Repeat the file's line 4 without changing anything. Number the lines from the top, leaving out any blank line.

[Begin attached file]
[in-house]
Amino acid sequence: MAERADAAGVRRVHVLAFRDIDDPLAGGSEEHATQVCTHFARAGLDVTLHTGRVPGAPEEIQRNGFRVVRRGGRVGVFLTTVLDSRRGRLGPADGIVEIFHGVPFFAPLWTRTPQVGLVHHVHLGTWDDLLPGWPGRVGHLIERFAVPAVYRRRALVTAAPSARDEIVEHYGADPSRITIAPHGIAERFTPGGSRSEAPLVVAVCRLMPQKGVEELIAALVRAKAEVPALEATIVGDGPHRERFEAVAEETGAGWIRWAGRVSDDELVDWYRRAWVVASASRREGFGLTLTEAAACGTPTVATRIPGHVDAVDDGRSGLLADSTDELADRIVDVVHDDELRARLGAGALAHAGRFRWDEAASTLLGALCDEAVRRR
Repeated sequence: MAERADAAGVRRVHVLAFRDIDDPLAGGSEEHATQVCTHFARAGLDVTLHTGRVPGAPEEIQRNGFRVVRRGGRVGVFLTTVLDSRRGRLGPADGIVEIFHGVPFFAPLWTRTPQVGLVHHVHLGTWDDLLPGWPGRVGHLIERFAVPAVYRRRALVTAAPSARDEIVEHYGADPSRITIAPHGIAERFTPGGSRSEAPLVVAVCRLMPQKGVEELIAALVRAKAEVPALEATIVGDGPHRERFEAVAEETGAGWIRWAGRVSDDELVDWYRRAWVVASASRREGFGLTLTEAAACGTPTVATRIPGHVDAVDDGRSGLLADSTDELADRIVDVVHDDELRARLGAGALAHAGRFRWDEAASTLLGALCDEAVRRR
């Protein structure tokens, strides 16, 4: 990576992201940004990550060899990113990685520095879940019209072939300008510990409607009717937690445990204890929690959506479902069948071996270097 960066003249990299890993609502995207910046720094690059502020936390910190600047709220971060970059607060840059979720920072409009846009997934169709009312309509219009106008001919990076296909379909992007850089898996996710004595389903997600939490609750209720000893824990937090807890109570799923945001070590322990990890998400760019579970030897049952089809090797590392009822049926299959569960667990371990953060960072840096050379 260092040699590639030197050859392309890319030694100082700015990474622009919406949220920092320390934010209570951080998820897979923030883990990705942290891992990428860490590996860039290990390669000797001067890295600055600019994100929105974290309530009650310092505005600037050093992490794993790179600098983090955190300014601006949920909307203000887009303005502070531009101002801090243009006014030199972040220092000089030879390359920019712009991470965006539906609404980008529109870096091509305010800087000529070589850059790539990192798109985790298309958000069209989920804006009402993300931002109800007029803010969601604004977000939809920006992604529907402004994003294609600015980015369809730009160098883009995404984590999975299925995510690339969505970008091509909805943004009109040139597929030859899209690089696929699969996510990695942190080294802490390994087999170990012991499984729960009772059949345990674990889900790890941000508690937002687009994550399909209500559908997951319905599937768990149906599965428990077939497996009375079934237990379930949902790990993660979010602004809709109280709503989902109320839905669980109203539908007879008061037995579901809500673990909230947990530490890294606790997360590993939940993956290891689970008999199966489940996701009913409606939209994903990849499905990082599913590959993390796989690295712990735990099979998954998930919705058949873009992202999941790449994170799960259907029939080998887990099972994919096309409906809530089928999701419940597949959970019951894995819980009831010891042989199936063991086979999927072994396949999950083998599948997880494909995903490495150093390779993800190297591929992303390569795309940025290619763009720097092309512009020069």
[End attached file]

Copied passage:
């Protein structure tokens, strides 16, 4: 990576992201940004990550060899990113990685520095879940019209072939300008510990409607009717937690445990204890929690959506479902069948071996270097 960066003249990299890993609502995207910046720094690059502020936390910190600047709220971060970059607060840059979720920072409009846009997934169709009312309509219009106008001919990076296909379909992007850089898996996710004595389903997600939490609750209720000893824990937090807890109570799923945001070590322990990890998400760019579970030897049952089809090797590392009822049926299959569960667990371990953060960072840096050379 260092040699590639030197050859392309890319030694100082700015990474622009919406949220920092320390934010209570951080998820897979923030883990990705942290891992990428860490590996860039290990390669000797001067890295600055600019994100929105974290309530009650310092505005600037050093992490794993790179600098983090955190300014601006949920909307203000887009303005502070531009101002801090243009006014030199972040220092000089030879390359920019712009991470965006539906609404980008529109870096091509305010800087000529070589850059790539990192798109985790298309958000069209989920804006009402993300931002109800007029803010969601604004977000939809920006992604529907402004994003294609600015980015369809730009160098883009995404984590999975299925995510690339969505970008091509909805943004009109040139597929030859899209690089696929699969996510990695942190080294802490390994087999170990012991499984729960009772059949345990674990889900790890941000508690937002687009994550399909209500559908997951319905599937768990149906599965428990077939497996009375079934237990379930949902790990993660979010602004809709109280709503989902109320839905669980109203539908007879008061037995579901809500673990909230947990530490890294606790997360590993939940993956290891689970008999199966489940996701009913409606939209994903990849499905990082599913590959993390796989690295712990735990099979998954998930919705058949873009992202999941790449994170799960259907029939080998887990099972994919096309409906809530089928999701419940597949959970019951894995819980009831010891042989199936063991086979999927072994396949999950083998599948997880494909995903490495150093390779993800190297591929992303390569795309940025290619763009720097092309512009020069």